PUPPPs typically spontaneously resolves within days after delivery. For the intense itching, many health care providers prescribe low dose corticosteroid creams (0.5-1.0% hydrocortisone cream) to be applied 5-6 times daily. In some cases, patients are prescribed mild oral antihistamines for relief and to allow them to sleep. In rare cases, patients have to be prescribed a short taper of oral corticosteroids, but again, this is extremely rare.

Impetigo Herpetiformis

Impetigo Herpetiformis is a rare  form of pustular psoriasis which occurs during pregnancy and may be life threatening. While it has been documented in all trimesters, Impetigo Herpetiformis usually occurs during the last trimester and resolves shortly after delivery. However, it is crucial the impetigo herpetiformis be accurately diagnosed and treated as it can lead to placental insufficiency, stillbirth and increases in complications and even death for mothers and babies. Impetigo Herpetiformis is associated with low levels of calcium and women with hypoparathyroidism are at particular risk for developing the disorder.

Impetigo Herpetiformis begins as pus-filled bumps on reddened skin of the inner thighs and groin. The pustules join and spread to the trunk and extremities. The rash typically spares the face, hands, and feet but can spread to inside the mouth and into the nail beds.  Interestingly, the pustules are not filled with bacteria, but can become infected as the rash progresses. Some women will also experience generalized viral symptoms such as fatigue, nausea, vomiting, diarrhea, fever and chills. Treatment for Impetigo Herpetiformis is oral corticosteroids such as prednisone.

Intrahepatic Cholestasis of Pregnancy (ICP)

Intrahepatic Cholestasis of Pregnancy occurs when bile secretion in the liver is impaired. As the bile backs up in the liver, the level of bile acids increases in the bloodstream. These “backed up” bile acids are then deposited in the skin causing the intense itching.  The itching ranges from annoying to severe and tends to be worse at night. The itching typically begins on the palms of the hands and soles of the feet and them spreads to the rest of the body. Rash develops as a result of scratching. Jaundice occurs in 10% to 15% of cases and typically develops 2 to 4 weeks after the itching starts. All symptoms spontaneously resolve shortly after delivery.

Intrahepatic Cholestasis is rare and occurs in 0.3-5% of pregnancies overall. It is more common in women who have a family history of ICP,  and women who develop the disorder in a first pregnancy tend to develop it in subsequent pregnancies.  While the exact etiology of ICP is unknown, it has been determined that the increase in estrogen and progesterone during pregnancy play a major role. Estrogen interferes with bile clearance from the liver and progesterone interferes with estrogen removal from the liver.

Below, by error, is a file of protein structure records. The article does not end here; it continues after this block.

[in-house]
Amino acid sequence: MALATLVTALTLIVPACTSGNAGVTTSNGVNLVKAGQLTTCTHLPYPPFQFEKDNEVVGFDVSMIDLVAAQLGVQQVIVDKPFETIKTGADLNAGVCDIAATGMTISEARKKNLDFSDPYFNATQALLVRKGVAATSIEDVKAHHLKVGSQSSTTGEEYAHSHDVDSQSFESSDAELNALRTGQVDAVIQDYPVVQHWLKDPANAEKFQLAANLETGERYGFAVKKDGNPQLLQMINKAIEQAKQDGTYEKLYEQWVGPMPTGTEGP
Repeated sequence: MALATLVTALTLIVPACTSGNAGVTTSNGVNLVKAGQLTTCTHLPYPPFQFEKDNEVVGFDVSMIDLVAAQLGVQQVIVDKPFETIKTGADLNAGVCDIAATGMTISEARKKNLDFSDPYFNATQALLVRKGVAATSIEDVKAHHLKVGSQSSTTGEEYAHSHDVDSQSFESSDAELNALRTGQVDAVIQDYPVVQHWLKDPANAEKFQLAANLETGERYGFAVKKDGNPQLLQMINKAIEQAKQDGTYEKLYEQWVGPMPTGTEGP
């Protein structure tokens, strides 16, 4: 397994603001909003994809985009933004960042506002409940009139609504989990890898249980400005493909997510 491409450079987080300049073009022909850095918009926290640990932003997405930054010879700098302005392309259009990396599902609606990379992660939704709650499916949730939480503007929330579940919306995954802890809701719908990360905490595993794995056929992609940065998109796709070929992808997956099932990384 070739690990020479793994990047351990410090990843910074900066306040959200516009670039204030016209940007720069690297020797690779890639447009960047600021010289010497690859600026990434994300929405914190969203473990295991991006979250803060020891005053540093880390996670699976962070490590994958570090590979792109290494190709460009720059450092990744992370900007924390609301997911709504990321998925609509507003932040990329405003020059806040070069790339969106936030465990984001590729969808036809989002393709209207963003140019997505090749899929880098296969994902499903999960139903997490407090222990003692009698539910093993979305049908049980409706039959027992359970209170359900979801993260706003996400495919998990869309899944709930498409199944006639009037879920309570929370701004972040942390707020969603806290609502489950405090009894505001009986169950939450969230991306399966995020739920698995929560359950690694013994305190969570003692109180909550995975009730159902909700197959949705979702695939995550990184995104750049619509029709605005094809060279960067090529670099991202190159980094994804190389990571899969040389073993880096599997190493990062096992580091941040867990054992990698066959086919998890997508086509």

The most important side effects of ICP on infants are preterm delivery, meconium staining (stool changes) at birth and still birth because the fetal liver cannot manage the additional bile salts from the maternal circulation. Treatment of ICP is aimed at lowering the bile salt levels and preserving the livers and health of both mother and baby.

ICP is diagnosed based on history and  blood tests showing elevated levels of bile acids and certain liver enzymes. There is rarely a need for a liver biopsy. Treatment consists of ursodeoxycholic acid (10–20 mg/kg/d) as well as antihistamines, Questran for elevated cholesterol and in severe cases of itching, phenobarbital. In some cases, high doses of oral steroids are needed to relieve the itching. Most mothers with ICP are delivered between 37 and 38 weeks once fetal lung maturity has been established.


Pruritic Urticarial Papules and Plaques of Pregnancy (PUPPPs)




Impetigo Herpetiformis


Intrahepatic Cholestasis of Pregnancy

Dr. Mona Ridgeway, MD The Austin Gastroenterology Clinic, Austin, TX

Itchy Moms



Please share your experiences with itching during pregnancy below. You can also contact us on Facebook and on Twitter, @mamasonbedrest.

Mamas on Bedrest: Pregnancy Spacing Improves Long Term Health Of Mamas and Babies

September 23rd, 2011

According to a February 1999 New England Journal of Medicine article, separating pregnancies by 18-23 months is optimum to ensure the health of both mamas and babies.

The authors,  Bao-Ping Zhu and colleagues found that incidences of adverse pregnancy outcomes such as premature birth and low birth weight were less likely to occur in pregnancies in which conception occurred 18-23 months after a prior pregnancy and delivery. They also found that there were lower incidences of pregnancy complications, such as pre-eclampsia, in pregnancies which occurred 18-23 months after a previous pregnancy and delivery. Interestingly, rates of complications went up when the pregnancy intervals were longer than 23 months between pregnancy and subsequent conception. The authors admitted that while this was a first assessment, there may be likely confounding variables such as maternal age, socioeconomic status, reproductive history and others that may exert an influence on pregnancy outcome.

As you can imagine, this has not always been well received. Many people simply balk at the notion of “planning” pregnancies and feel like pregnancies occur when they are supposed to occur. Others contend that the failures of contraception account for most of the pregnancy failures and that this cannot be helped as not contraceptive method, except for abstinence, is 100% effective at preventing pregnancy.

At the 2011 Association of Reproductive Health Professions Annual Meeting, this topic was discussed and the position of the Reproductive Health professionals present is to recommend long acting contraception (LARC) to women, especially those in the highest risk groups. Robert Hatcher, MD, MPH reviewed the currently available forms of reversible contraception.